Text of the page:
(07-27-2014, 05:10 PM)danf183 Wrote: My only concern is that apnea did not show up on 2 at home sleep studies and 3 in lab studies.
You wrote " My most recent in lab study showed an AHI of 9.4 during NREM, and 16.9 during REM sleep"
Apnea Hypopnea Index (AHI)
The AHI is the number of apneas or hypopneas recorded during the study per hour of sleep. It is generally expressed as the number of events per hour. Based on the AHI, the severity of OSA is classified as follows:
None/Minimal: AHI < 5 per hour
Mild: AHI ≥ 5, but < 15 per hour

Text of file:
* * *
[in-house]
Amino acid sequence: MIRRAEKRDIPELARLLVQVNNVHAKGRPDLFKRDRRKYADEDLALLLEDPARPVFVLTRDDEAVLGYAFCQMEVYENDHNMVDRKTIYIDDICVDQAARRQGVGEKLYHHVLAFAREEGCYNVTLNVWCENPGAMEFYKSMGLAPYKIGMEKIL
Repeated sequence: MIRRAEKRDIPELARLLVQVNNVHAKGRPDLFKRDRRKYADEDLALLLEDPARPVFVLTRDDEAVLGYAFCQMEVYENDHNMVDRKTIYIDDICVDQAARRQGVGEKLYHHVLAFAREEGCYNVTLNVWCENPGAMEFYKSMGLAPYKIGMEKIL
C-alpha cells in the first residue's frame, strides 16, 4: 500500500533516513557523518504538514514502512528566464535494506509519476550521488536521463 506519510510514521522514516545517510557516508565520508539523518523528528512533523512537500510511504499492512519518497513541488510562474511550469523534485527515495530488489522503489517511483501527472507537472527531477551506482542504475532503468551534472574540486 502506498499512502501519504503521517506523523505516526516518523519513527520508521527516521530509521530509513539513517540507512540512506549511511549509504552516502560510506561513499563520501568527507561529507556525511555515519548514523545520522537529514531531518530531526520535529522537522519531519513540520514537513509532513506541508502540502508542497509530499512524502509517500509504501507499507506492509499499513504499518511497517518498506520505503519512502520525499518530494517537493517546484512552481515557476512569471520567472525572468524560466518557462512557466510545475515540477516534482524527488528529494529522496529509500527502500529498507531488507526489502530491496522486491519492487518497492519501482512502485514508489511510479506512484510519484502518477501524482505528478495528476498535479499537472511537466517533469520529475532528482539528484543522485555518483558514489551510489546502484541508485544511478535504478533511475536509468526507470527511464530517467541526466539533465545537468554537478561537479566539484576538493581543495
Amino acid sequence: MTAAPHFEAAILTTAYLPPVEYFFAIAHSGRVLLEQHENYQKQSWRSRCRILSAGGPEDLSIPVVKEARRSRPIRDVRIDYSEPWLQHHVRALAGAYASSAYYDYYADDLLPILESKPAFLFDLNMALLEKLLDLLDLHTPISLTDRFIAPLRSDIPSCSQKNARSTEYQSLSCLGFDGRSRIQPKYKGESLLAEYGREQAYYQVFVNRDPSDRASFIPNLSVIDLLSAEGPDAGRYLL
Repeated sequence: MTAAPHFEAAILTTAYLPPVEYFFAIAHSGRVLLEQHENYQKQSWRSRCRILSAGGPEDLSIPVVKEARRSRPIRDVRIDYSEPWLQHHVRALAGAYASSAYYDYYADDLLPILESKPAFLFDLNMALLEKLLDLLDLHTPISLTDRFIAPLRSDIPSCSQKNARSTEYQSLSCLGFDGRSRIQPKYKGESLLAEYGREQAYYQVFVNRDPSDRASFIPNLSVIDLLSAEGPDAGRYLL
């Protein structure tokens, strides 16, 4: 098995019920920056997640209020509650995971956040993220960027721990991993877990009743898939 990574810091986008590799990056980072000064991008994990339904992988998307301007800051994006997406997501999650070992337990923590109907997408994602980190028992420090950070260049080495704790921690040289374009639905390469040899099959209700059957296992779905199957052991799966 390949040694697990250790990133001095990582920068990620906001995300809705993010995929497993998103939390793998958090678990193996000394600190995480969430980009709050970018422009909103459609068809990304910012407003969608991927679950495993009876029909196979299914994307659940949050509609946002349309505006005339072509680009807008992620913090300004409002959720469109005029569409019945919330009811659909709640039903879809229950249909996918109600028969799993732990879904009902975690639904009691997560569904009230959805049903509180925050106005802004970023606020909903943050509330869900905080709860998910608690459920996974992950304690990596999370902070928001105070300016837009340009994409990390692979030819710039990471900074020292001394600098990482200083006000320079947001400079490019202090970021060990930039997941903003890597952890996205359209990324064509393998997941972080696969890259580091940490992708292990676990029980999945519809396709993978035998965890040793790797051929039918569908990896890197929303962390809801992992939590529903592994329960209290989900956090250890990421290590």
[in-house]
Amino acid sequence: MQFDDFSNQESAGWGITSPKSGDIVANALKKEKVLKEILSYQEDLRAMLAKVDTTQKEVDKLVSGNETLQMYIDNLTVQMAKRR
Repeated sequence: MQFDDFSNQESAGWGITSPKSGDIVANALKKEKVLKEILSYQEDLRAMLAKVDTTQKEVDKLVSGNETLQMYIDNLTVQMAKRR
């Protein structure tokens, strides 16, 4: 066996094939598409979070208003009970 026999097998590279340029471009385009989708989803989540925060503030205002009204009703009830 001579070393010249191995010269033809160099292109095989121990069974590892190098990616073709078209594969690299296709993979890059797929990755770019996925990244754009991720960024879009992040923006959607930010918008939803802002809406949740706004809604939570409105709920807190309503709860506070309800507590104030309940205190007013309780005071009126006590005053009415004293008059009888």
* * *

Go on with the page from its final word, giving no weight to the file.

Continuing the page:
Moderate: AHI ≥ 15, but < 30 per hour
Severe: AHI ≥ 30 per hour
Sometimes the Respiratory Disturbance Index (RDI) is used. This can be confusing because the RDI includes not only apneas and hypopneas, but may also include other, more subtle, breathing irregularities. This means a person's RDI can be higher than his or her AHI.
Reductions in blood oxygen levels (desaturation) are recorded during polysomnography or limited channel monitoring. At sea level, a normal blood oxygen level (saturation) is usually 96 - 97%. Although there are no generally accepted classifications for severity of oxygen desaturation, reductions to not less than 90% usually are considered mild. Dips into the 80 - 89% range can be considered moderate, and those below 80% are severe.
Read more http://healthysleep.med.harvard.edu/slee...ng-results